Casual Fine Dining Guide

Eating out, Austin-style

Visitors and newcomers may love it or hate it, but Austin is widely known for its decidedly casual zeitgeist. Austin's all about laid-back, "be whoever you are," wear what's comfortable -- and that's just the way we'd like it to stay. We locals recognize the famous "laid-back" Austin atmosphere nurtures artistic creativity of all kinds, be it music, theatre, film, literature, visual arts, or cooking. Where food is concerned, we tend to take pride in the Austin informality that shames snooty restaurants with dress codes into dropping them; we embrace the idea that fine dining doesn't have to be an expensive spectator sport. In honor of all that and in order to welcome all the folks who visit the River City this time of year, the Food staff (Rebecca Chastenet de Géry, MM Pack, Rachel Feit, Barbara Chisholm, Mick Vann, Wes Marshall, and I) has compiled a list of our favorite casual fine dining restaurants. These are local independent restaurants, many of them small, each of them with its own unique personality and flair. Bon appetit! - Virginia B. Wood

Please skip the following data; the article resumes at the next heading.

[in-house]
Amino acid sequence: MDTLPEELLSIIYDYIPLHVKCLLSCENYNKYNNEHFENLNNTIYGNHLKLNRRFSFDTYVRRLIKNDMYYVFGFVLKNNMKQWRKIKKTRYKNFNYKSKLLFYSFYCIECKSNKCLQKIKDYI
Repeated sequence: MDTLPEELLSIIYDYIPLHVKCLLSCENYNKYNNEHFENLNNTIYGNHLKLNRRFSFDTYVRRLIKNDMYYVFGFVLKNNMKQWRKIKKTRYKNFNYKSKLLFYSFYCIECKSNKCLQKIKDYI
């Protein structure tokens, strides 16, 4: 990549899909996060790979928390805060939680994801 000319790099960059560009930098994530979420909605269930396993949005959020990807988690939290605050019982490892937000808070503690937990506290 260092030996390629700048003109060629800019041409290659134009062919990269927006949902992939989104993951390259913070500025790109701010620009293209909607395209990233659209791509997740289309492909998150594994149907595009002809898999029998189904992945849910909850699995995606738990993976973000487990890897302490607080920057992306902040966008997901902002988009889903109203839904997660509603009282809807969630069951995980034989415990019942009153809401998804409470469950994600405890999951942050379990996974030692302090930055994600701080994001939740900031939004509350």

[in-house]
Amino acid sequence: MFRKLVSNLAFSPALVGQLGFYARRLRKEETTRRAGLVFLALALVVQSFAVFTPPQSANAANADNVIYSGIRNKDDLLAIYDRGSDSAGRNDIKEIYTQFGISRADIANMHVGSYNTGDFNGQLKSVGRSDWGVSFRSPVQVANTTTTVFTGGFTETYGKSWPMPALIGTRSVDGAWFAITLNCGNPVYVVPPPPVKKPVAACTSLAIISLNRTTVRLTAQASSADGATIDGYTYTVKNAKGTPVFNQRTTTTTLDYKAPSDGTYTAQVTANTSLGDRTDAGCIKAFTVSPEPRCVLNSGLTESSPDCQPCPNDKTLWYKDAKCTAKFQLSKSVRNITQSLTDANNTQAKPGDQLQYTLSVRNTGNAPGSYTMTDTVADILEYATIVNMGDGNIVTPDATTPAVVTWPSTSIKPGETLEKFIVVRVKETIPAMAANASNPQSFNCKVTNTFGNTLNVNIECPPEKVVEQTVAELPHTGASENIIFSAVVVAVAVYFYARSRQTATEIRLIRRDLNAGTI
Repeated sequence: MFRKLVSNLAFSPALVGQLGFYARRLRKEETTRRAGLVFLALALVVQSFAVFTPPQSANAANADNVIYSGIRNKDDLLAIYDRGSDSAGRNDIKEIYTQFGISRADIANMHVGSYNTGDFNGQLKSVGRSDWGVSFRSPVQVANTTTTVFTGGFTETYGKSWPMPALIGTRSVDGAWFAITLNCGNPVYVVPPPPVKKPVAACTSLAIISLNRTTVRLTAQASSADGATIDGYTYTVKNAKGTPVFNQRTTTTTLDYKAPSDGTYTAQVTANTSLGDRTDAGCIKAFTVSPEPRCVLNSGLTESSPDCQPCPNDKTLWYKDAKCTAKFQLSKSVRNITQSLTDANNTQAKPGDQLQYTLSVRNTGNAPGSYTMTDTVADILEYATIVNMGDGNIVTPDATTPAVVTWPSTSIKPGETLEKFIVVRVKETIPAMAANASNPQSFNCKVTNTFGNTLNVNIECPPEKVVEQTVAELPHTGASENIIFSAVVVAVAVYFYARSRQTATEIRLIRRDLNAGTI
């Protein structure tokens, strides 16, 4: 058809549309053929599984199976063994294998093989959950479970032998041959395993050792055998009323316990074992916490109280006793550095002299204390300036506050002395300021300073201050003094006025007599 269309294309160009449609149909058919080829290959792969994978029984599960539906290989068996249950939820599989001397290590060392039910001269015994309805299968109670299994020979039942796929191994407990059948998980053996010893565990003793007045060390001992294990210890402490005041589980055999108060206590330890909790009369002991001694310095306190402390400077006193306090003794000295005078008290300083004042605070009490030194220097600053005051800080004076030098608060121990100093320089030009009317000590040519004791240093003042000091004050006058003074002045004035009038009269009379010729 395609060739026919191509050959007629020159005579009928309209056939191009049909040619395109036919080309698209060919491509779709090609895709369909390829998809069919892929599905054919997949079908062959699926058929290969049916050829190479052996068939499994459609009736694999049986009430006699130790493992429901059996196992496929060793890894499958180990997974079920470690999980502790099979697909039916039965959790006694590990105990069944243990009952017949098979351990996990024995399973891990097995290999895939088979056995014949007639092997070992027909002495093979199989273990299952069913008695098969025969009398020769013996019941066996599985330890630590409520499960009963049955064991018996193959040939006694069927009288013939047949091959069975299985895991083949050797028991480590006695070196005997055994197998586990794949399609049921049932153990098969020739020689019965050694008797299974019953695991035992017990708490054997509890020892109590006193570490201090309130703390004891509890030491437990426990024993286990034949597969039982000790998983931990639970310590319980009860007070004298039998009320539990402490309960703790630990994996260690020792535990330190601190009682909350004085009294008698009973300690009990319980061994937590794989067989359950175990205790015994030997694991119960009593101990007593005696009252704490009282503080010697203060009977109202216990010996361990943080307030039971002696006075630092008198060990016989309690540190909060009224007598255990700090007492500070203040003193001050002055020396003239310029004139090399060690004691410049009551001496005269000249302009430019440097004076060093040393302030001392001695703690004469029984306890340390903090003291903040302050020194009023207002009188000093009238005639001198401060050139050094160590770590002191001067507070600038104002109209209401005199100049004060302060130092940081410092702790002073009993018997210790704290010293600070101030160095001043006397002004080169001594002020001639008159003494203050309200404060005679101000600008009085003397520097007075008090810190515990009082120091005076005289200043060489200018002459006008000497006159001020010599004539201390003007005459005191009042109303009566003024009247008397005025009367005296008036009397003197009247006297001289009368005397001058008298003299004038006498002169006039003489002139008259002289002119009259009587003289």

Castle Hill Cafe
Castle Hill Cafe (Photo By John Anderson)

Castle Hill Cafe

1101 W. Fifth, 470-0728

Lunch: Monday-Friday, 11am-2pm; Dinner: Monday-Saturday, 6-10pm